From Scramble - The Aviation Magazine
|First Flight||8 September 1968|
|Length||17.53 m||57 ft 6.25 in|
|Wingspan||8.69 m||28 ft 6 in|
|Height||4.89 m||16 ft 0.5 in|
|Wing area||24.18 m²||260.27 ft²|
|Empty||7,000 kg||15,432 lb|
|Maximum takeoff weight||15,700 kg||34,612 lb|
|Engines||two Rolls-Royce Adour turbofan engines|
|Thrust||kN (each)||lbf (each)|
|Maximum speed||1,593 km/h||990 mph|
|Rate of climb||ft/min||m/min|
The SEPECAT Jaguar was born out of Britain's need for an advanced supersonic jet trainer to replace the Hawker Hunter and from France's requirement for a dual role trainer/attack aircraft. The first aircraft, E-01, was produced at Velizy-Villacoublay on 17 April 1968. This particular aircraft was the first Jaguar to be flown, at Istres, on 8 September 1968. Unfortunately E-01 crashed on 26 March 1970. A-01 was the first single-seat aircraft to be flown on 29 March 1969. The first naval prototype, M-05, flew at Istres on 14 November 1969. Britain's first prototype, S-06 (XW560), rolled out of Warton on 18 August 1969 and made its inaugural flight on 12 October 1969. This aircraft was later destroyed by fire at Boscombe Down on 11 August 1972. Hindustan Aeronautics Limited (HAL) license produced Jaguars for the Indian Air Force. The French Air Force operated the Jaguar within two wings, EC7 at St. Dizier and EC11 at Toul-Rosieres. The country withdrew the Jaguar from operational service on 1 July 2005. The RAF ceased operational flying of the Jaguar on 30 April 2007.
- Jaguar A: French single-seat version. Can be fitted with Thales Barem jammer.
- Jaguar E: French two-seat trainer.
- Jaguar M: Initially developed as a single-seat carrier-based aircraft for the French Navy. It was later dropped in favour of the Dassault Super Etendard.
- Jaguar GR1: Single-seat version for the RAF. Originally designated Jaguar S.
- Jaguar GR1A: Modified GR1 version with an Inertial Navigation System (INS) and new computers. Delivered to the Royal Air Force from 1983
- Jaguar GR1B: Ten GR1As were upgraded to operate the TIALD pod and designated GR1B
- Jaguar GR3: Jaguar GR1A and GR1Bs were put through another modification program making them GR3s (designated Jaguar 96 earlier). The modification included the upgrade to carry the TIALD pod (see Jaguar GR1B), installing a new Head Up Display (HUD), a Hands on Throttle and Stick (HOTAS) system and a Rockwell Collins GPS system that was connected to the navigation system. The first GR3 was delivered to the RAF in 1997.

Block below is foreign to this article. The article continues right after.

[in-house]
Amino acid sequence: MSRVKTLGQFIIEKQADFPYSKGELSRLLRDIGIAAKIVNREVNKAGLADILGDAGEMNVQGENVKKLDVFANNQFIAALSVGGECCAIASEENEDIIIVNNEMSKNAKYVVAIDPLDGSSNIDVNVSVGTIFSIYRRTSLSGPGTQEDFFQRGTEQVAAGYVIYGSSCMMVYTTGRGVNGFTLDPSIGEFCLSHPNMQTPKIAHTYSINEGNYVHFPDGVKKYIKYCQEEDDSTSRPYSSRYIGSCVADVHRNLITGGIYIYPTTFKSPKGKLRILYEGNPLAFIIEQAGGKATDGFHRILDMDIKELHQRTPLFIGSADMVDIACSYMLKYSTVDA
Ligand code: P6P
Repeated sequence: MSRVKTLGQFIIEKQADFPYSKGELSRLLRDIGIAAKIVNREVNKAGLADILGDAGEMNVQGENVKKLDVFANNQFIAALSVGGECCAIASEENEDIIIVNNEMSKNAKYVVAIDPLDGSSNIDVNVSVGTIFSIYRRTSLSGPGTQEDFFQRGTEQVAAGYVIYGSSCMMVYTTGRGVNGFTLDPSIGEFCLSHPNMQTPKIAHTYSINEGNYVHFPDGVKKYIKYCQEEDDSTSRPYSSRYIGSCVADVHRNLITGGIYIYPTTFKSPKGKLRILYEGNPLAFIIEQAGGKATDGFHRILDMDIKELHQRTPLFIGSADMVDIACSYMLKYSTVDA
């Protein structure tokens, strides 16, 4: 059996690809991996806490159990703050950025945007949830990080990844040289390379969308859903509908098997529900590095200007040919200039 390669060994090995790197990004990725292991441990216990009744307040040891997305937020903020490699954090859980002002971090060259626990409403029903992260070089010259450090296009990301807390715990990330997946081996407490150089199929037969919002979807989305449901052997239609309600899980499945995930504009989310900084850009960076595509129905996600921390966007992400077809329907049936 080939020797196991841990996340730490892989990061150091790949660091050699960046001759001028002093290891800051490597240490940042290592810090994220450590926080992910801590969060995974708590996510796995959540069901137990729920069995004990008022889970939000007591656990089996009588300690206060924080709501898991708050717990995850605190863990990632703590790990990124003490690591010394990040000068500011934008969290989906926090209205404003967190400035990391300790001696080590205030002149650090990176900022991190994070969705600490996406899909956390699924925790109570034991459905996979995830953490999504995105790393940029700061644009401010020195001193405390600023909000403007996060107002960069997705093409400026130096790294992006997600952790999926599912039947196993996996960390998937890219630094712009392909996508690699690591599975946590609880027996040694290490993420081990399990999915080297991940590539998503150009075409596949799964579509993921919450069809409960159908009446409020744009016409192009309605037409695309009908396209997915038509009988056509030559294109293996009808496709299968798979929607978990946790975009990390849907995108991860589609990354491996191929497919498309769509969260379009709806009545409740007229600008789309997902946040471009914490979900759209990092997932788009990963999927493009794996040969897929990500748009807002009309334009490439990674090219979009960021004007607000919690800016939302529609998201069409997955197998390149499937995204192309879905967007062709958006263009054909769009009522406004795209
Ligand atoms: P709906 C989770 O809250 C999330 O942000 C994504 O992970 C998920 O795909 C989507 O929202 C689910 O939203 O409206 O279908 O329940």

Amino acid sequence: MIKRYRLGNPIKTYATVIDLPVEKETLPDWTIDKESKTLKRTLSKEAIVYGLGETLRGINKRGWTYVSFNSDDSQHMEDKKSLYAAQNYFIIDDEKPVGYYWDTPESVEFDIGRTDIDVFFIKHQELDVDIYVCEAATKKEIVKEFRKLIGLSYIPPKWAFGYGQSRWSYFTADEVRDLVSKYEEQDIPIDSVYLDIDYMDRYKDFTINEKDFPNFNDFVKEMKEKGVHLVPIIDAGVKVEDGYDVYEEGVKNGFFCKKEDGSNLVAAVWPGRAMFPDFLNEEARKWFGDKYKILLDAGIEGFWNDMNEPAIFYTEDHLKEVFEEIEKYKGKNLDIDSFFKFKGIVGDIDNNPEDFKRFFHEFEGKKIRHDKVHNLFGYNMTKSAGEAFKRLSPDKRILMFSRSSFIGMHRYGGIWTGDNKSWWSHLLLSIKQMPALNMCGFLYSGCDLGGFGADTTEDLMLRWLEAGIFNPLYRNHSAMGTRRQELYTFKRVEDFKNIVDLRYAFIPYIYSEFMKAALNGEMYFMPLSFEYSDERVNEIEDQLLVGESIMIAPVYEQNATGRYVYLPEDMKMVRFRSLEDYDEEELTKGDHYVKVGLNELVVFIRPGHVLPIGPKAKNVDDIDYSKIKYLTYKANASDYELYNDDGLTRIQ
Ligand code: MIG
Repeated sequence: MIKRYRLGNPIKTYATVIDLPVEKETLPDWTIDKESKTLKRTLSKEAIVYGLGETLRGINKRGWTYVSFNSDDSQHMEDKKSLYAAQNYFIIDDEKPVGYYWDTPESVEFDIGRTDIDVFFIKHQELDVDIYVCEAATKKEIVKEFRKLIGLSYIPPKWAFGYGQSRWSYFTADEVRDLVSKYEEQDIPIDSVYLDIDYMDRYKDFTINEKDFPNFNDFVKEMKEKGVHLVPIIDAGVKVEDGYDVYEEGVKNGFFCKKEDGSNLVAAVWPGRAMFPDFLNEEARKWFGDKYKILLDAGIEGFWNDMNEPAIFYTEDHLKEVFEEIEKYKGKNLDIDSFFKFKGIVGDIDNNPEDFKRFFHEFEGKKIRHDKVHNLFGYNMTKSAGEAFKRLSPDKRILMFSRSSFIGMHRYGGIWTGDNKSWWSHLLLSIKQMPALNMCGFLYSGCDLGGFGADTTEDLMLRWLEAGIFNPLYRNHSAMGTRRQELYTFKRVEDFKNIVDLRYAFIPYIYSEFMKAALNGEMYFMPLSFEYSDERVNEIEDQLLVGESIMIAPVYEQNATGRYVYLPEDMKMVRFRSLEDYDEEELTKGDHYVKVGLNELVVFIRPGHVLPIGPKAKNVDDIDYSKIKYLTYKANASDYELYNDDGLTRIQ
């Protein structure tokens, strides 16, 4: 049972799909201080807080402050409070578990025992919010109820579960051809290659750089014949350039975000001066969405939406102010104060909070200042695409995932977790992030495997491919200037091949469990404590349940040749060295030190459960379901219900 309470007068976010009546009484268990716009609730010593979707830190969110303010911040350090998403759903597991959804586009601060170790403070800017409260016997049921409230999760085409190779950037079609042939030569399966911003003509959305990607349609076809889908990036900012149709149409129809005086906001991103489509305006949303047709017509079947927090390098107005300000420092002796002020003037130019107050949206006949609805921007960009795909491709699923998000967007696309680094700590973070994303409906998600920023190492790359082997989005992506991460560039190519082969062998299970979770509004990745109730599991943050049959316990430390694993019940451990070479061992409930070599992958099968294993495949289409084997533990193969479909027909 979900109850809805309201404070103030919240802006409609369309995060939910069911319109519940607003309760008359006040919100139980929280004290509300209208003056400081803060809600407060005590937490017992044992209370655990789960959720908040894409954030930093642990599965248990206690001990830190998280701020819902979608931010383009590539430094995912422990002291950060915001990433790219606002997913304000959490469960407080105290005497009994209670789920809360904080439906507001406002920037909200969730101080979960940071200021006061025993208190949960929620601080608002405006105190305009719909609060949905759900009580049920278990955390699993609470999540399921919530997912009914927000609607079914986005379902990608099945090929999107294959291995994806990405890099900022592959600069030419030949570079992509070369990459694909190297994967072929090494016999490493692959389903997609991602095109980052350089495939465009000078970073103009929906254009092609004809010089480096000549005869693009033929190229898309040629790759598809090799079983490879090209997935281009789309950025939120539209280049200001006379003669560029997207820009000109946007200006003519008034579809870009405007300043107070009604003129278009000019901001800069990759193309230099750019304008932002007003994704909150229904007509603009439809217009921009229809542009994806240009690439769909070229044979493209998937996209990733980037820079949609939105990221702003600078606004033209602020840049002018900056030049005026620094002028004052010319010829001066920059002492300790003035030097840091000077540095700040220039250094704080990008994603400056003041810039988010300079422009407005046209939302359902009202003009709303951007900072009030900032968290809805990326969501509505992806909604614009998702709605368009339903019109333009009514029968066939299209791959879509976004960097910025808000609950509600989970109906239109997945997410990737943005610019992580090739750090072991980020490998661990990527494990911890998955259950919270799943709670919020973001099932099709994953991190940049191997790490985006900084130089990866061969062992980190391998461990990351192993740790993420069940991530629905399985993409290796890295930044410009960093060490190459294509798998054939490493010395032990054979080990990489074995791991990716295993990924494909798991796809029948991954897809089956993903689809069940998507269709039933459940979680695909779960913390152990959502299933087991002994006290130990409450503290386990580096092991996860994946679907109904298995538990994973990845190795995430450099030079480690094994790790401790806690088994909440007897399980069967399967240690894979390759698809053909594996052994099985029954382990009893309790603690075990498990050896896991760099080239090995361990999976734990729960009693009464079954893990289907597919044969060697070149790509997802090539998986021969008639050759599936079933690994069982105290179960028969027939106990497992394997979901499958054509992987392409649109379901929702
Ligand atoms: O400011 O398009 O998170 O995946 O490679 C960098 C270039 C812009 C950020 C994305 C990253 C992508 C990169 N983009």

- Jaguar GR3A: A modification seen as the follow-up of the Jaguar 96 modification and therefore also called Jaguar 97 and came into effect from 2000. Modifications included installing a multifunctional colour display, a new mission planning system and the cockpit was prepared for Night Vision Goggles (NVG) operations.
- Jaguar T2: The RAF's two-seat trainer. Originally designated Jaguar B.
- Jaguar T2A: Modified T2 version, similar changes to the original version as with the GR1A vs GR1
- Jaguar T2B: Two T2As were upgraded to operate the TIALD pod and designated T2B
- Jaguar T4: Jaguar T2As that were (partially) put through the Jaguar 96 and 97 program were designated T4 afterwards.
Export Jaguars, known formally as Jaguar International, were based on the British Jaguar S and B and a country-related letter is added to define the type (Ecuador: Jaguar ES/EB, Oman: Jaguar OS/OB, Nigeria: SN/BN). India operates, besides the Jaguar IS and IB a Jaguar IM. This Jaguar IM is a single-seat aircracft modified for anti-shipping warfare. It carries the Agave-radar and can carry the BAe Sea Eagle.
The Jaguar 96 modification allowed the Jaguar to carry the TIALD pod (see Jaguar GR1B), installed a new Head Up Display (HUD), a Hands on Throttle and Stick (HOTAS) system and a Rockwell Collins GPS system that was connected to the navigation system. The Jaguar 97 included installing a multifunctional colour display, a new mission planning system and the cockpit was prepared for Night Vision Goggles (NVG) operations.
HAL is upgrading India Air Force Jaguars. The most recent upgrade is the DARINIII (Display Attack Ranging Inertial Navigation III), covering upgraded navigation and electronic warfare systems and allowing delivery of GPS guided munitions.
Honeywell has been asked by India to quote for the supply of 270 F125IN turbofan engines to replace the twin Adour Mk821s on India’s 125-strong fleet of Jaguar strike aircraft. The F125IN is 600 pounds lighter than the Adour and is expected to enable 25-percent-shorter hot-and-high takeoffs. India’s Jaguars have become overweight and underpowered as a result of avionics and systems upgrades.
- Ecuador Air Force (10 single-seat, 2 two-seat)
- French Air Force (160 single-seat, 40 two-seat)
- Indian Air Force
- Nigerian Air Force (13 single-seat, 5 two-seat)
- Royal Air Force of Oman (20 single-seat, 4 two-seat)
- Royal Air Force (165 single-seat, 38 two-seat)
A139/11-RC Jaguar A of French Air Force